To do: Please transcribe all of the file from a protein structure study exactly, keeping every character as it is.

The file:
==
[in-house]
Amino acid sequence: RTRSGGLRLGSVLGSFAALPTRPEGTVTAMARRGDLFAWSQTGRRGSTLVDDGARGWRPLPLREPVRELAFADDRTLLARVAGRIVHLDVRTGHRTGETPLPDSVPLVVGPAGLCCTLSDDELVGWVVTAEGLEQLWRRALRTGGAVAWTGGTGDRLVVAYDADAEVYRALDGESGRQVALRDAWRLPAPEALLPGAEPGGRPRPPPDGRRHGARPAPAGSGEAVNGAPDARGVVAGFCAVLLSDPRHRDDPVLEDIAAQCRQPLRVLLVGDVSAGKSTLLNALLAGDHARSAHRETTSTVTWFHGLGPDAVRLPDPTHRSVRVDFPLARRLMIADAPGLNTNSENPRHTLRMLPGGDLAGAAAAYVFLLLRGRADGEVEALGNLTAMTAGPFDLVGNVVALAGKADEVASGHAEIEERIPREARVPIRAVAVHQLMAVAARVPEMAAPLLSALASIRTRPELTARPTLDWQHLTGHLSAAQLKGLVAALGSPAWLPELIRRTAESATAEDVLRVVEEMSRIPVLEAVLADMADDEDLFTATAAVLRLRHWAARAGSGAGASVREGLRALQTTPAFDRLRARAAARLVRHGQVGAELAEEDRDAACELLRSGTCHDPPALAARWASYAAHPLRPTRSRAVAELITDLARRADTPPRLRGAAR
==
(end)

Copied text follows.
[in-house]
Amino acid sequence: RTRSGGLRLGSVLGSFAALPTRPEGTVTAMARRGDLFAWSQTGRRGSTLVDDGARGWRPLPLREPVRELAFADDRTLLARVAGRIVHLDVRTGHRTGETPLPDSVPLVVGPAGLCCTLSDDELVGWVVTAEGLEQLWRRALRTGGAVAWTGGTGDRLVVAYDADAEVYRALDGESGRQVALRDAWRLPAPEALLPGAEPGGRPRPPPDGRRHGARPAPAGSGEAVNGAPDARGVVAGFCAVLLSDPRHRDDPVLEDIAAQCRQPLRVLLVGDVSAGKSTLLNALLAGDHARSAHRETTSTVTWFHGLGPDAVRLPDPTHRSVRVDFPLARRLMIADAPGLNTNSENPRHTLRMLPGGDLAGAAAAYVFLLLRGRADGEVEALGNLTAMTAGPFDLVGNVVALAGKADEVASGHAEIEERIPREARVPIRAVAVHQLMAVAARVPEMAAPLLSALASIRTRPELTARPTLDWQHLTGHLSAAQLKGLVAALGSPAWLPELIRRTAESATAEDVLRVVEEMSRIPVLEAVLADMADDEDLFTATAAVLRLRHWAARAGSGAGASVREGLRALQTTPAFDRLRARAAARLVRHGQVGAELAEEDRDAACELLRSGTCHDPPALAARWASYAAHPLRPTRSRAVAELITDLARRADTPPRLRGAAR